On behalf of the American Muslim community, we, the undersigned, want to extend our deepest condolences to the families and friends of the victims of the barbaric assault that occurred early yesterday morning at Pulse, an LGBTQ nightclub in Orlando, Florida. We unequivocally say that such an act of hate-fueled violence has no place in any faith, including Islam. As people of faith, we believe that all human beings have the right to safety and security and that each and every human life is inviolable.
We know that, given the tenor of the times, some will associate this tragedy with the religion of the perpetrator. While we may never learn conclusively what motivated this misguided individual, many news sources claim that he was motivated by his faith, which would be a reprehensible distortion of Islam adding the religion to the long list of innocent victims in this callous crime. Any such acts of violence violate every one of our Prophet’s teachings. For Muslims, that this carnage occurred in the blessed month of Ramadan—a month of charity, introspection, and self-purification—only adds to the foulness of this enormity.
Since September 11, 2001, many Muslims have been victims of collective guilt; yet, numerous Americans of good conscience have stood by their fellow citizens, despite differences in faith or lifestyle, including many members of the targeted community. Difference is no justification for violence. While most American Muslims adhere to a strict Abrahamic morality, the Quran is clear that its injunctions apply only to Muslims who choose to follow them: “There is absolutely no compulsion in religion.” In America, individuals are at liberty to pursue happiness as each sees fit; it is our cherished political right. Those of us who live in this country, irrespective of our beliefs, must respect the equality of all Americans under the laws of the land.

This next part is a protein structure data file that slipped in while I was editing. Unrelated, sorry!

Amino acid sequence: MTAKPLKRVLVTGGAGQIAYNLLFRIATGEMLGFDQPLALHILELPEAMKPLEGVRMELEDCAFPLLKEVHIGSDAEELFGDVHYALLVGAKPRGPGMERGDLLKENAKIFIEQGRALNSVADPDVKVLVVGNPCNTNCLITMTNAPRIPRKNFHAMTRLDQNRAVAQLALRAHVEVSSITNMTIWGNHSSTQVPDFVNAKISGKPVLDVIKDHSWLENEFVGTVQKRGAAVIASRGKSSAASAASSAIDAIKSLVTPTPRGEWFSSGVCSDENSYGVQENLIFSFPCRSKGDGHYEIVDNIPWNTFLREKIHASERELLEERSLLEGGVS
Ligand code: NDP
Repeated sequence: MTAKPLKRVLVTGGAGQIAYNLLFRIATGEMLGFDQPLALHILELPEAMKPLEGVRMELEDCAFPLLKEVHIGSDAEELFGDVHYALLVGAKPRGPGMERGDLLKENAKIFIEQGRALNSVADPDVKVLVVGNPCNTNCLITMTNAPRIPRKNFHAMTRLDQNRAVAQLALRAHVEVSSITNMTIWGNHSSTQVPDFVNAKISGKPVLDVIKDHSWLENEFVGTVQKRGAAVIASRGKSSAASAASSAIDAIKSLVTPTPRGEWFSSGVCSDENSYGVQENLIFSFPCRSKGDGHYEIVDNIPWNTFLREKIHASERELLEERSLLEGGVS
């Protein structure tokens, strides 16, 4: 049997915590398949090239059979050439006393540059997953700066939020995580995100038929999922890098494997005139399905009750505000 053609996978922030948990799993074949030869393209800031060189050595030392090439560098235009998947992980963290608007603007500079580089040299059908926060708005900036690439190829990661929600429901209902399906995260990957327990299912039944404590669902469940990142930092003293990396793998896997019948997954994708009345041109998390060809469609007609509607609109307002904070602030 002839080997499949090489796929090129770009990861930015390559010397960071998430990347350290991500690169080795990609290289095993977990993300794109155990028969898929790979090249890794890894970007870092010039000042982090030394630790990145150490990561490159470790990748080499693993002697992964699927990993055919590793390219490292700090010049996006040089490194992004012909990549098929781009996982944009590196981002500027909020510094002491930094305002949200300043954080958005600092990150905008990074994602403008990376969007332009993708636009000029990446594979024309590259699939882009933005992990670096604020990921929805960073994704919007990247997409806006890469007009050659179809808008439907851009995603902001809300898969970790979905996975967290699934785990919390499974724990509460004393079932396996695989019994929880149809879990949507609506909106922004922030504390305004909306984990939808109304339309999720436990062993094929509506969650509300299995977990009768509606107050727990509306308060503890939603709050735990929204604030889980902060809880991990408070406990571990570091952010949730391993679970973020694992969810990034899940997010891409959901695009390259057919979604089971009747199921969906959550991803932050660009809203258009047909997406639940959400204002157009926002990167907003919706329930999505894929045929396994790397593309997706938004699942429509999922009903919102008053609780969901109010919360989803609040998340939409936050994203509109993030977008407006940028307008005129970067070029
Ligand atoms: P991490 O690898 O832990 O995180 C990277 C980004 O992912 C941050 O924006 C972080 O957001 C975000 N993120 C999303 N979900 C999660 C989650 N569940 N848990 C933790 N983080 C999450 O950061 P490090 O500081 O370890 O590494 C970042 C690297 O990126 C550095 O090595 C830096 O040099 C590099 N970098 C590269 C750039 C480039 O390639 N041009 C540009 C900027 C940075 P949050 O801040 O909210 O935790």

We feel compelled to state that it is an egregious offense against the culture and laws of America—as well as Islam’s—to place collective guilt on an entire community for the sins of individuals. “No soul bears the sins of another,” says the Quran.
Three days ago, Americans honored the memory of one of the greatest and most beloved men in American history: Muhammad Ali, who was a devout Muslim. The Islam Muhammad Ali followed is one of love, tolerance, and respect for all. American Muslims everywhere felt that he ended, once and for all, the vacuous claim that one cannot be both Muslim and American.
We, as American Muslims, follow the openhearted and inclusive Islam of Muhammad Ali and completely reject the hatred, provincialism, and intolerance of those who trample upon the rights of others, besmirching and defiling the name of Islam. The criminal who took the lives of dozens of patrons of the Orlando nightclub and injured many others was an aggressor, plain and simple. The Quran says, “Do not be brutal or commit aggression, for surely God does not love brutal aggressors.”
There are extremists in America and abroad who view the world through a Manichean lens: American Manicheans want Americans to see themselves as entirely “good” and all Muslims as entirely “evil.” Muslim Manicheans want Muslims to see themselves as entirely “good” and all Americans as entirely “evil.” This is a catastrophic recipe for unrelenting violence, and it must be rejected: We will not allow the extremists to define us, mold us in their benighted image, or sow the seeds of discord among us. We are one people, so let us all in good conscience and human solidarity reject this extremist narrative and assert our shared humanity and mutual respect for the sanctity of all human life.